95% of employers surveyed by Totaljobs consider a candidate’s cultural fit as important in the application process. The high figure is unsurprising, as like-mindedness and productivity often go hand-in-hand; something recognised by over half of employers. No matter how many benefits a role has, if a candidate is not a good cultural fit within the pre-existing team, it’s unlikely they will stay around in the long term.
It’s in the best interests of both employer and employee that there is a universally immersive and open company culture. Employees, particularly graduates, want to feel that they are contributing to a shared business goal and by feeling that they are an integral ‘fit’, friendships will most likely be formed. This sense of community is crucial both in terms of business and employee welfare.
While some graduates may not possess masses of work experience, recognising potential and how this can be realised and utilised within the pre-existing team is important when choosing a candidate.
Friendships in the office are greatly beneficial, as long as they do not teeter over the line of focus into distraction. In fact, only 4% of employees think close relationships at work make them less productive. 39% feel more productive working alongside friends, and 60% look forward to going to work as a result of a close bond formed with like-minded people.
The business value of friendships is clearly recognised, as three-quarters of employers routinely organise social events, from seasonal parties, to drinks and meals out and company milestone celebrations.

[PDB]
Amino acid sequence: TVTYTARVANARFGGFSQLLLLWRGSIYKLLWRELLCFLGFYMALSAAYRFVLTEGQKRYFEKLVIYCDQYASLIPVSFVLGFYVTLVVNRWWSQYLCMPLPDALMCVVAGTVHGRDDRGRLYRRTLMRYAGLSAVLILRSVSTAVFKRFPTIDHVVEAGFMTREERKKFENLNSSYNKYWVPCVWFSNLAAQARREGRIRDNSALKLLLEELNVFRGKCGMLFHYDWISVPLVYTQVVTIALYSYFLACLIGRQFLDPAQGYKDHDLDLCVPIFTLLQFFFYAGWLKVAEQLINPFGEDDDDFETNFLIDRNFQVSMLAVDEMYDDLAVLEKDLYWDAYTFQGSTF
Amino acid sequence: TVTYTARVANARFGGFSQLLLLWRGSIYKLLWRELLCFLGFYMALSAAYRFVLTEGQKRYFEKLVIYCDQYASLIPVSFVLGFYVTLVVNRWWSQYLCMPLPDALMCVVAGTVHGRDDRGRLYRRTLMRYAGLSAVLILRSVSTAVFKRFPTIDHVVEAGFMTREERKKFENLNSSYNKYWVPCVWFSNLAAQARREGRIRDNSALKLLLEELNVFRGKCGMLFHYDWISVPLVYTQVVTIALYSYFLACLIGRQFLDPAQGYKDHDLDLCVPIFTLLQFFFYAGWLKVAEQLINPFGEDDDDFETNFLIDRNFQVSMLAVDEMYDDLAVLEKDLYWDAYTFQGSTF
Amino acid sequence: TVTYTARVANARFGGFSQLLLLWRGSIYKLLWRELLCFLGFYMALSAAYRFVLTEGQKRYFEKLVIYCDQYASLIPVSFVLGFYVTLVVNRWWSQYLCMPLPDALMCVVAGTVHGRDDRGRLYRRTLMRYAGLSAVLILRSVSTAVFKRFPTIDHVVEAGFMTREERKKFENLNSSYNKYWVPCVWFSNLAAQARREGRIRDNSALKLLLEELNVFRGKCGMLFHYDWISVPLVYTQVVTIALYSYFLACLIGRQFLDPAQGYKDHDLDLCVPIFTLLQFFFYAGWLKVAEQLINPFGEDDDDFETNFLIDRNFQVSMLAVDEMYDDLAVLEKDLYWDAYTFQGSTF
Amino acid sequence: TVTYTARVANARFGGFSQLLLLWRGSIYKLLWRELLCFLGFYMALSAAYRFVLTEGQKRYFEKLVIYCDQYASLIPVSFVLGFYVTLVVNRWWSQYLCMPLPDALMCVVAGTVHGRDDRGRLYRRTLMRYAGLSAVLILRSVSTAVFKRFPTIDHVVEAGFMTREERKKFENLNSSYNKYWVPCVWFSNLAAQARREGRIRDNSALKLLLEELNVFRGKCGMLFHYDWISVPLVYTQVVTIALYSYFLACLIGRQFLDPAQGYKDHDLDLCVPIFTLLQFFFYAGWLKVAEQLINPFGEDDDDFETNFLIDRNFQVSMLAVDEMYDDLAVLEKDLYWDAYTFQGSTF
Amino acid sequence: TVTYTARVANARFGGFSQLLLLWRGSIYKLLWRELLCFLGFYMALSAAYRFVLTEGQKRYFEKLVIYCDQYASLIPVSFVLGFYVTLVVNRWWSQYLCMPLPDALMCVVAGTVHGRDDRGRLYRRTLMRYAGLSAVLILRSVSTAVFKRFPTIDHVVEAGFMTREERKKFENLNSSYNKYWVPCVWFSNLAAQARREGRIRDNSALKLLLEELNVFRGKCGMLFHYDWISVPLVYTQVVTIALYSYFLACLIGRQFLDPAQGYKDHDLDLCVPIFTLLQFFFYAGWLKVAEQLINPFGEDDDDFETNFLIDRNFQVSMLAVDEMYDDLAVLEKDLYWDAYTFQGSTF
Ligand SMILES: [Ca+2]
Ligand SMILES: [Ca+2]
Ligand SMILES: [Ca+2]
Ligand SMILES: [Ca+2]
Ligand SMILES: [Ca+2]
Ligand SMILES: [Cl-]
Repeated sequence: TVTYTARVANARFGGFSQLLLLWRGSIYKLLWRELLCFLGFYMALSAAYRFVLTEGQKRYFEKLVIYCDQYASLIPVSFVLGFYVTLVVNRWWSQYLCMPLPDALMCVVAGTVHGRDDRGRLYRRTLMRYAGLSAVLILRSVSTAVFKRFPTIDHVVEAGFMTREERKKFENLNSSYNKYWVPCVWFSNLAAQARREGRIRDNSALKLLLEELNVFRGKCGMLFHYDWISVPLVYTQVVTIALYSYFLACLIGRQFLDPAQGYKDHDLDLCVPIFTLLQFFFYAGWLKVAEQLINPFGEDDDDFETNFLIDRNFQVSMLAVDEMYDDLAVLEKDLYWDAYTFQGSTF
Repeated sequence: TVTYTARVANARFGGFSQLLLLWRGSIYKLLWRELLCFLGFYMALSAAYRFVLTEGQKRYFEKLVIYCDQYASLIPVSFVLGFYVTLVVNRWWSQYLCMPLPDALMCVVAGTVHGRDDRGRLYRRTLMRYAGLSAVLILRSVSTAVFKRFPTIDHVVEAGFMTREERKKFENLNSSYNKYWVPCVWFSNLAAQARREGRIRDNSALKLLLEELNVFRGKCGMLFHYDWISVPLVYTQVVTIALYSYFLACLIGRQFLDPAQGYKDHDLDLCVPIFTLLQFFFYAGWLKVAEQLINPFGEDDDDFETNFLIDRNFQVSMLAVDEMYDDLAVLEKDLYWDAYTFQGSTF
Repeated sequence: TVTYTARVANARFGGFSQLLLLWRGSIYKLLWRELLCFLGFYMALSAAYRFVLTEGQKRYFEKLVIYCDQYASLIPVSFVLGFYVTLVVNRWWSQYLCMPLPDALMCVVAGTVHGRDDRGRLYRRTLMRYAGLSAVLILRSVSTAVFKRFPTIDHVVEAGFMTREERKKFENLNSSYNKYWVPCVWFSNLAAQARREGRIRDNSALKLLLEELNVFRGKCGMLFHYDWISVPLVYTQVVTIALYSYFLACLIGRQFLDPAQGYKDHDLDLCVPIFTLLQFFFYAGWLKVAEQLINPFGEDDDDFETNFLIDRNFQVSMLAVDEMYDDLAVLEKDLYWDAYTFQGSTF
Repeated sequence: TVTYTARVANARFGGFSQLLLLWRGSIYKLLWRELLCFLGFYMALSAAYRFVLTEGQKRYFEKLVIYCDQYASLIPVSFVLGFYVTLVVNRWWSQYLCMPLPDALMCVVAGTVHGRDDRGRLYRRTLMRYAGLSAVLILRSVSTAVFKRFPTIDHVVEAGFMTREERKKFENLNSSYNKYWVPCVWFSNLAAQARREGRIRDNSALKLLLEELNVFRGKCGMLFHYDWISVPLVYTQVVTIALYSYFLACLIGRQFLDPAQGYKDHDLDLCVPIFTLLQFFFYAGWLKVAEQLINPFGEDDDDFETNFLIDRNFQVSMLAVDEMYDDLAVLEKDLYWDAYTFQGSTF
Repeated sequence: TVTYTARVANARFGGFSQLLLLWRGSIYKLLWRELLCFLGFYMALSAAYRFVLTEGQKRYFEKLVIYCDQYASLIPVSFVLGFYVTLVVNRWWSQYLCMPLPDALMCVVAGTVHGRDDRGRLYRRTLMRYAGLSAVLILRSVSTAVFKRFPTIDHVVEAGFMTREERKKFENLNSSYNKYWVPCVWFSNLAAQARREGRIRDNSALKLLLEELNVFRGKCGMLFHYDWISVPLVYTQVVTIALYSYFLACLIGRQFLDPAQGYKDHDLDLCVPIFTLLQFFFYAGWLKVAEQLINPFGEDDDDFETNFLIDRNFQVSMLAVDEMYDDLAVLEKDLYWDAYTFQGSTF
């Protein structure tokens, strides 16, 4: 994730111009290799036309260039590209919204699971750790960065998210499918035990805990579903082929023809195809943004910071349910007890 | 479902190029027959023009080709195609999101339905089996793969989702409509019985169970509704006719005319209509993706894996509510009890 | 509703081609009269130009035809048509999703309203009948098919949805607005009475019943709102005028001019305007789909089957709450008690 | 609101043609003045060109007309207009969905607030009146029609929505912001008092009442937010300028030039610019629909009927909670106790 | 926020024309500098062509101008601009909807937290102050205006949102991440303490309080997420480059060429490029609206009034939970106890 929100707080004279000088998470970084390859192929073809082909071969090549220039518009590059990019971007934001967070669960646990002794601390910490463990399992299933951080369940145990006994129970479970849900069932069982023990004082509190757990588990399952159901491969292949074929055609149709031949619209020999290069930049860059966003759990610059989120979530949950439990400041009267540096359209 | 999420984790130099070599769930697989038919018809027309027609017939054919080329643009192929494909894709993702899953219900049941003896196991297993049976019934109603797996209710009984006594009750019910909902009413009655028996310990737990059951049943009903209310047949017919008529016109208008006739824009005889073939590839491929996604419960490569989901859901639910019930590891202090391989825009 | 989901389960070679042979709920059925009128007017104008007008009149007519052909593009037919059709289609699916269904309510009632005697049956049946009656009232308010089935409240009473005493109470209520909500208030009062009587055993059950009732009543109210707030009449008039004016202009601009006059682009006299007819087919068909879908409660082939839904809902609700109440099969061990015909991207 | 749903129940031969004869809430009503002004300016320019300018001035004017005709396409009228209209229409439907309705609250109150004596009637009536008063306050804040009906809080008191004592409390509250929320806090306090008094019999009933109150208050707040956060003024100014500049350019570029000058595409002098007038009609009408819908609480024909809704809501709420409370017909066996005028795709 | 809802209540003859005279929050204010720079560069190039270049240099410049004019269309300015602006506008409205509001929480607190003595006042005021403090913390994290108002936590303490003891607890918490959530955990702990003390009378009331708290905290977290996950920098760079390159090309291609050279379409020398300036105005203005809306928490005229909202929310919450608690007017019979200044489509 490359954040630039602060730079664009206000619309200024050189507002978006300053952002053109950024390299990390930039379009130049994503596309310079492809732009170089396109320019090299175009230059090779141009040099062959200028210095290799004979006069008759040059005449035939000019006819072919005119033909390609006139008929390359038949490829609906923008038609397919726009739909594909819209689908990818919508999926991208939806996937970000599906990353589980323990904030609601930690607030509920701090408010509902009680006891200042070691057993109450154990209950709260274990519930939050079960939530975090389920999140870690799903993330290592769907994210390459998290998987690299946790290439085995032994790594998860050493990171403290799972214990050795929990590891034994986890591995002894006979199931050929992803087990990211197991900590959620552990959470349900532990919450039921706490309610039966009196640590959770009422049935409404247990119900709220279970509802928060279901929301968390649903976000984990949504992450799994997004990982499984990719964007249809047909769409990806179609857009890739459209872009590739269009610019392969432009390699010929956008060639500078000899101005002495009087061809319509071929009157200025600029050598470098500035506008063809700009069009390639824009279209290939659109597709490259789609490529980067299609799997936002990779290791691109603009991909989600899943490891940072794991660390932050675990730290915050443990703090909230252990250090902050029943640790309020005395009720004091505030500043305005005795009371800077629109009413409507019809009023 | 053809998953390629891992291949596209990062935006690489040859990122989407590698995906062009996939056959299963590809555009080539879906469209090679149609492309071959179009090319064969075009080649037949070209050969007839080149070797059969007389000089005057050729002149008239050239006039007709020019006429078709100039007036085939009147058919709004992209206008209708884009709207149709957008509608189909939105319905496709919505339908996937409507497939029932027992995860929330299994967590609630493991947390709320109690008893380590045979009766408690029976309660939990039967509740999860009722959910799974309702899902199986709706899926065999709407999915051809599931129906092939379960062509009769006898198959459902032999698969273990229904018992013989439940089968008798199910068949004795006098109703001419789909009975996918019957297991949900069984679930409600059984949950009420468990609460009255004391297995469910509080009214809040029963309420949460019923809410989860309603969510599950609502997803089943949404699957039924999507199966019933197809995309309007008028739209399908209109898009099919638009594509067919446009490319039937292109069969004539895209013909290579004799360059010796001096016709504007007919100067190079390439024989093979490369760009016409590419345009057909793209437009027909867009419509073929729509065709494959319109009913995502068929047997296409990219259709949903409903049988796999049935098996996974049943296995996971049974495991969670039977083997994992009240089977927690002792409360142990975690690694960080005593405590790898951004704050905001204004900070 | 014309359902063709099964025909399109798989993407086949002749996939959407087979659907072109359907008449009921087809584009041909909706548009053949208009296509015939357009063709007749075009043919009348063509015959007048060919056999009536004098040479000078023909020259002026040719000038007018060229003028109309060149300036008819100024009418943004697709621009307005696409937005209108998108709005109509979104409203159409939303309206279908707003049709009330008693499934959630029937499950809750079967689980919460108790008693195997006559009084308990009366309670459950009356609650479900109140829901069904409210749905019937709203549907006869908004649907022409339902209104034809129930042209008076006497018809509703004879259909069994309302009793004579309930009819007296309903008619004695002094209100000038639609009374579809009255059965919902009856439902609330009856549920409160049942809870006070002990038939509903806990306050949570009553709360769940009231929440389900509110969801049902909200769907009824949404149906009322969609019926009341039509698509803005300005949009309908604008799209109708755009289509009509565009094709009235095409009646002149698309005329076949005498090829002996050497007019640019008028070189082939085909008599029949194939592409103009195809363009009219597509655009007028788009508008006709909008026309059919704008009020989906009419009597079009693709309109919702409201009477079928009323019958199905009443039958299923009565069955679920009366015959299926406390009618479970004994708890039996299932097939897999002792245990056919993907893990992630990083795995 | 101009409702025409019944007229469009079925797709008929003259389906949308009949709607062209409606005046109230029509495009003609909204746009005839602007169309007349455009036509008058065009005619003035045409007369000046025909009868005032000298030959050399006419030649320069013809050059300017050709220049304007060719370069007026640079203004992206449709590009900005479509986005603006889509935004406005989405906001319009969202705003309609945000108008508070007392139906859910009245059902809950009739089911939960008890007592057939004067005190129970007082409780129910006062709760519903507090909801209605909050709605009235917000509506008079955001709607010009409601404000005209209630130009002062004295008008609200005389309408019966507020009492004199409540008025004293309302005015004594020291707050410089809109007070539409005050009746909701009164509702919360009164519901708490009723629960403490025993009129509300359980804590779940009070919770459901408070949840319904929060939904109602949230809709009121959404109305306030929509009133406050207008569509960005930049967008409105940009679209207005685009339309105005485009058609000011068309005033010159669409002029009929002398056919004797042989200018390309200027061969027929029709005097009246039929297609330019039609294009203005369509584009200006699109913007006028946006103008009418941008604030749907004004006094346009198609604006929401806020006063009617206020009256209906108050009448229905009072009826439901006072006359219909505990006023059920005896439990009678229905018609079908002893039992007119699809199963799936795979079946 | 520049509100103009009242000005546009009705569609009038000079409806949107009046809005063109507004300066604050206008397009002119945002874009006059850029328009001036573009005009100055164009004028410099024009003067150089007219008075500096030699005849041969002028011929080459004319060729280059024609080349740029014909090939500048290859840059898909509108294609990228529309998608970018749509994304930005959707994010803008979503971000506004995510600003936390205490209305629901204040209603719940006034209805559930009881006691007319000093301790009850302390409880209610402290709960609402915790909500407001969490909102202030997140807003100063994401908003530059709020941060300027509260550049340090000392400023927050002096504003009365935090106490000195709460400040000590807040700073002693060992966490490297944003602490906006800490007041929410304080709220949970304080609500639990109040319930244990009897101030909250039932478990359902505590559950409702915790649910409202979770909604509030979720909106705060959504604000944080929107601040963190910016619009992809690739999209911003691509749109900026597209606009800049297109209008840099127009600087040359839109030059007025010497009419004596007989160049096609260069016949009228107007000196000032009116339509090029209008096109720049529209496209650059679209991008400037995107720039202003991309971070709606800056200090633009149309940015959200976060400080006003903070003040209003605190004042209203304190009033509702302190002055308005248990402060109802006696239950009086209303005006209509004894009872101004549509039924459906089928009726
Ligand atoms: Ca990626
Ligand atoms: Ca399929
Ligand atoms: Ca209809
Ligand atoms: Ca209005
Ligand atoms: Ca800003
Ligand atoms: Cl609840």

Company culture and mental health
If a graduate, or any new starter, does not comfortably fit into your company culture, it may lead to workplace loneliness. Good&Co highlight research that reveals feeling excluded is more negative for personal wellbeing than bullying or harassment.
This loneliness may manifest itself in different ways: the outdated view that emotions should remain outside of the workplace can contribute to feelings of isolation. Not everyone is able to compartmentalise their work and home life – nor should they feel like they have to.
Mental health is a topic that is rightfully being discussed more in the context of a professional working environment – the story of a CEO responding to an employee taking a mental health day is hopefully a sign that this will become standard practice. Millennials have grown up being more aware of the importance of mental health and being open when it comes to discussing this. Employers need to continue to place equal value on mental welfare as they would do physical health.
The relationships within a team should be considered just as vital as a candidate’s skills and potential. After all, young people who do not feel welcomed as part of a supportive team are unlikely to reach their full potential and will be less likely to feel comfortable seeking advice or voicing concerns. A flourishing social environment is essential for a successful business.
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